U.S.-Egyptian Ties Appear to Survive Crisis
While Tuesday’s killing of the U.S. ambassador to Libya and three other U.S. officials in Benghazi dominated the headlines here last week, the larger concern for most foreign policy experts here was focused on neighbouring Egypt and specifically how the government of President Mohamed Morsi was dealing with anti-U.S. protests.
Five days after demonstrators breached the walls of Washington’s Cairo embassy and replaced the U.S. flag with a black banner that some media here identified with Al-Qaeda, it appears that the bilateral relationship has survived the crisis.
As relative calm returned to the Egyptian capital this weekend after three days of protests against a privately produced video that defamed the Prophet Muhammad, U.S. officials voiced measured satisfaction with Morsi’s reaction, however belated.
Tuesday’s attack on the embassy, which may have sparked the fatal assault on the Benghazi consulate, provoked angry calls by some right-wing commentators and lawmakers to immediately cut U.S. aid to Cairo – and block a pending 4.8 billion-dollar-loan by the International Monetary Fund (IMF) to help rescue its floundering economy – to punish Morsi for failing to prevent or, unlike his Libyan counterparts, quickly condemn the violence.
Congress also could vote this week on a one-billion-dollar debt relief package for Egypt.
Critics noted that Morsi initially expressed more sympathy for the protestors’ anger over the video than displeasure at the violation of diplomatic norms.
But their demands were swiftly rejected by the administration of President Barack Obama, even as Obama himself pressed the Egyptian leader privately to take a stronger stand against the attack and defuse rising tensions.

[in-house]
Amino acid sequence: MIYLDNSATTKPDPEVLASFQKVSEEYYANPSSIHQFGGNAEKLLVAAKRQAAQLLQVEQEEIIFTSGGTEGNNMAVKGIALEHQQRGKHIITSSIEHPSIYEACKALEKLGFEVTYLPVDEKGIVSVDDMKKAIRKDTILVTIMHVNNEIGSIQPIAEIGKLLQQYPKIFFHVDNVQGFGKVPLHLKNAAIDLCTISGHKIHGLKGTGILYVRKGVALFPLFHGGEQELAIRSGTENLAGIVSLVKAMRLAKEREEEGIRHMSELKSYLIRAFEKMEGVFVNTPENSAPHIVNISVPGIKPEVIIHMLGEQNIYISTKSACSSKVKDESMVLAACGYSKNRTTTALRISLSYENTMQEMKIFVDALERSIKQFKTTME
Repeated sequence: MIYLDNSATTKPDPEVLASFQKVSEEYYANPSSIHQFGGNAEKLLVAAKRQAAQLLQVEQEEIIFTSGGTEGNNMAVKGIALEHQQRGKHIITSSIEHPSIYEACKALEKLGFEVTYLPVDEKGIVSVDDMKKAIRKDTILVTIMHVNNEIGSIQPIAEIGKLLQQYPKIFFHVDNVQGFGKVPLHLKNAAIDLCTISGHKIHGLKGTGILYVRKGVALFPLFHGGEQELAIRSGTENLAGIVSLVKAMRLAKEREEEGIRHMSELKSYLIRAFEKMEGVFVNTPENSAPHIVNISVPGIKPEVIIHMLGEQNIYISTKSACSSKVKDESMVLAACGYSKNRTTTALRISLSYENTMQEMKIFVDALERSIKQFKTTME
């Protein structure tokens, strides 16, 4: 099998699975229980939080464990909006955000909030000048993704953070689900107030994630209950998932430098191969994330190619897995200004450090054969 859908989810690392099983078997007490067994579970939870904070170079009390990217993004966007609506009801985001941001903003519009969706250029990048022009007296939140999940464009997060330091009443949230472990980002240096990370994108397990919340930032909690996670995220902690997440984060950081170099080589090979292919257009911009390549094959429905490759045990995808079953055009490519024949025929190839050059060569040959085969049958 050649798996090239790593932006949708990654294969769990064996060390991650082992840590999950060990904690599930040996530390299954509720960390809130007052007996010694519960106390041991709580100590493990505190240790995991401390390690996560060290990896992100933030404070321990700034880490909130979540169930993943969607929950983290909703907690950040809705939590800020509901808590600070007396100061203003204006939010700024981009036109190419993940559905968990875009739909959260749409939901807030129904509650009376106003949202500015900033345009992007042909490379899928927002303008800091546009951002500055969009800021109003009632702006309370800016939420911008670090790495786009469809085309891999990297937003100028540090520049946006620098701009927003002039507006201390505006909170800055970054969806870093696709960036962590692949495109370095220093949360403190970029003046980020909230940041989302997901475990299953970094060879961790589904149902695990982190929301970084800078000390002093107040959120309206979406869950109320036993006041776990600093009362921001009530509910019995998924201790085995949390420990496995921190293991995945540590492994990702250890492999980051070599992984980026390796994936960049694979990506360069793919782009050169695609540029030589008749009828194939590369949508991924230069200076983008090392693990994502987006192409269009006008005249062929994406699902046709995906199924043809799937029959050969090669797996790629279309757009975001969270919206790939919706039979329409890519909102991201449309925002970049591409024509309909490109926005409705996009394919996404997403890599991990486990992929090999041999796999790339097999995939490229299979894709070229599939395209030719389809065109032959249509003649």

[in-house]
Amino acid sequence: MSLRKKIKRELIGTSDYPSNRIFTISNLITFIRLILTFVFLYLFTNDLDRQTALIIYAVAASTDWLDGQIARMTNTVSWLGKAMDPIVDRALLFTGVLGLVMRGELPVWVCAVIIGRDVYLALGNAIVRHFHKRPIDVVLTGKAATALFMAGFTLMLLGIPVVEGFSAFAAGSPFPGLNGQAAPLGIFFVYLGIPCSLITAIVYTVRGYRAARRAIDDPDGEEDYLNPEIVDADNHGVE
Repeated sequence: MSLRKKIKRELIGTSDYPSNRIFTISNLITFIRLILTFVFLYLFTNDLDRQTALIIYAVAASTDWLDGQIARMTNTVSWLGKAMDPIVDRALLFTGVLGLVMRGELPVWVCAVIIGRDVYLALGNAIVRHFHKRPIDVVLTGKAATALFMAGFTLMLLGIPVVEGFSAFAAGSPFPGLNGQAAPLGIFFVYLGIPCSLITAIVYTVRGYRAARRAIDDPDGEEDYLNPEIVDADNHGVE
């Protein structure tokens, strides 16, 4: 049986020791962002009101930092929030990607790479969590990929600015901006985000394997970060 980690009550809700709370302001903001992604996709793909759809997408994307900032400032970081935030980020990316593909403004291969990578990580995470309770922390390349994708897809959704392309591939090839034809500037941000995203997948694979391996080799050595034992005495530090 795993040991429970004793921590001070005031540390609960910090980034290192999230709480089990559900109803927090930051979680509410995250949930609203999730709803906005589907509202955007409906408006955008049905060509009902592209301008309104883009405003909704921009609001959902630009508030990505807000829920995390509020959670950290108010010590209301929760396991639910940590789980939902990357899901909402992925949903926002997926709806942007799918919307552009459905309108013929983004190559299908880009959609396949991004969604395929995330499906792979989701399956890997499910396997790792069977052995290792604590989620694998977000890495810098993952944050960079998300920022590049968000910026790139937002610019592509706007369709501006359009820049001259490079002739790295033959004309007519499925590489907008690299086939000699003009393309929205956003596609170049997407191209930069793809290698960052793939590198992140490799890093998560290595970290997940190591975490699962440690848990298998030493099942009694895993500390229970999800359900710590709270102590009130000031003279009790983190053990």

Some influential Republicans also argued that Washington has far too much invested in its relationship with Cairo – including its Muslim Brotherhood-led government at a time when Islamists have been empowered by “Arab Spring” – to cut off ties.
“We need to avoid an undiscriminating Islamophobia and distinguish between those who want to kill Americans and those who may dislike the West but are primarily interested in rebuilding their societies after decades of dictatorship,” wrote Robert Kagan, a leading neo-conservative thinker at the Brookings Institution in the Washington Post Friday in an appeal to others on the right to “tone down their apocalyptic rhetoric”.
“If Egypt’s economy crumbles, is the nation going to become less radical?” he asked. “Is it more likely to uphold the peace treaty with Israel? Is it more likely to be a force for moderation in the greater Middle East?”
Given its population of some 86 million, its historic influence, and strategic location, Egypt has long been regarded by U.S. policy-makers as Washington’s most important partner in the Arab world, along with oil-rich Saudi Arabia.
Since it signed the Camp David Accords with Israel in 1979, Cairo has been Washington’s second biggest aid beneficiary – second only to the Jewish state – receiving an average of more than two billion dollars a year in bilateral assistance since, most of it in the form of military aid.
Through virtually all of that period, Egypt was ruled by former President Hosni Mubarak, a former Air Force general who kept the country firmly in the pro-Western camp, even as he defied sporadic U.S. and European pressure to implement democratic reforms. As popular demands for his ouster mushroomed with the onset of the “Arab Spring” in early 2011, however, Obama administration sided – albeit with considerable trepidation – with the protesters.
At the same time, it reversed decades of official U.S. policy by publicly engaging leaders of the Brotherhood, which had been severely repressed under Mubarak and whose subsequent decisive success at the polls – along with the more-radical Salafist Nour Party – surprised many analysts here who had favoured those more Western-oriented liberals who had led the initial phases of the revolt against Mubarak.